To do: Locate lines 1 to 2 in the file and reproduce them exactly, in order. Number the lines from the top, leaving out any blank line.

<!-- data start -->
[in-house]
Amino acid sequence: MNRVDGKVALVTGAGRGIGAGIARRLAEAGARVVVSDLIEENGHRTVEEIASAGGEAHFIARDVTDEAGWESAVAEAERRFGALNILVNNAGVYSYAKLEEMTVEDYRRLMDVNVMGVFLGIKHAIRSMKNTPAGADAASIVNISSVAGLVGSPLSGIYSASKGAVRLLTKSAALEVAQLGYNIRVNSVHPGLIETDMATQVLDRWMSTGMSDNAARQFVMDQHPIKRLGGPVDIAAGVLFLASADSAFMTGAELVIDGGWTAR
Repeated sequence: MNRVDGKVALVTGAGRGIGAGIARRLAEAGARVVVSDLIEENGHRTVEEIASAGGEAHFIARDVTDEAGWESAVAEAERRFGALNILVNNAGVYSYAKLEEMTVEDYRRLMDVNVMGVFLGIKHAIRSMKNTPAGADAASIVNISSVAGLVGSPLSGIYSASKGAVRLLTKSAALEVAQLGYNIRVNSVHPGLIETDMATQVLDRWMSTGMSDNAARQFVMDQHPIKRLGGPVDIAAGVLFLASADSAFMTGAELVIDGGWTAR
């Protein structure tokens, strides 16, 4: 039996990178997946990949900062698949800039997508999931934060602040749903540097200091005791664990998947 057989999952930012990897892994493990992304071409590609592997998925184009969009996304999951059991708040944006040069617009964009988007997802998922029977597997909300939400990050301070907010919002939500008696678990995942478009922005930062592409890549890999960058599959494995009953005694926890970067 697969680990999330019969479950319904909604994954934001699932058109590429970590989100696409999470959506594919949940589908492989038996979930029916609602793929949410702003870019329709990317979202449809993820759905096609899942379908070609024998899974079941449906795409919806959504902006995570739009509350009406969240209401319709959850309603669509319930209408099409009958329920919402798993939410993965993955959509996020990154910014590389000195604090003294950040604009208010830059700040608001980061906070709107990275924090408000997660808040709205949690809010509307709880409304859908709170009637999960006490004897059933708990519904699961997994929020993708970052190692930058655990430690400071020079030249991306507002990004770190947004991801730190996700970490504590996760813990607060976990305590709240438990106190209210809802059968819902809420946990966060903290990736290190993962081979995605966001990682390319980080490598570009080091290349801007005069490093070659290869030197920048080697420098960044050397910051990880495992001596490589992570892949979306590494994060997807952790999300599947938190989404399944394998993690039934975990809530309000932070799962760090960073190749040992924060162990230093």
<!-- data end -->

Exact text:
[in-house]
Amino acid sequence: MNRVDGKVALVTGAGRGIGAGIARRLAEAGARVVVSDLIEENGHRTVEEIASAGGEAHFIARDVTDEAGWESAVAEAERRFGALNILVNNAGVYSYAKLEEMTVEDYRRLMDVNVMGVFLGIKHAIRSMKNTPAGADAASIVNISSVAGLVGSPLSGIYSASKGAVRLLTKSAALEVAQLGYNIRVNSVHPGLIETDMATQVLDRWMSTGMSDNAARQFVMDQHPIKRLGGPVDIAAGVLFLASADSAFMTGAELVIDGGWTAR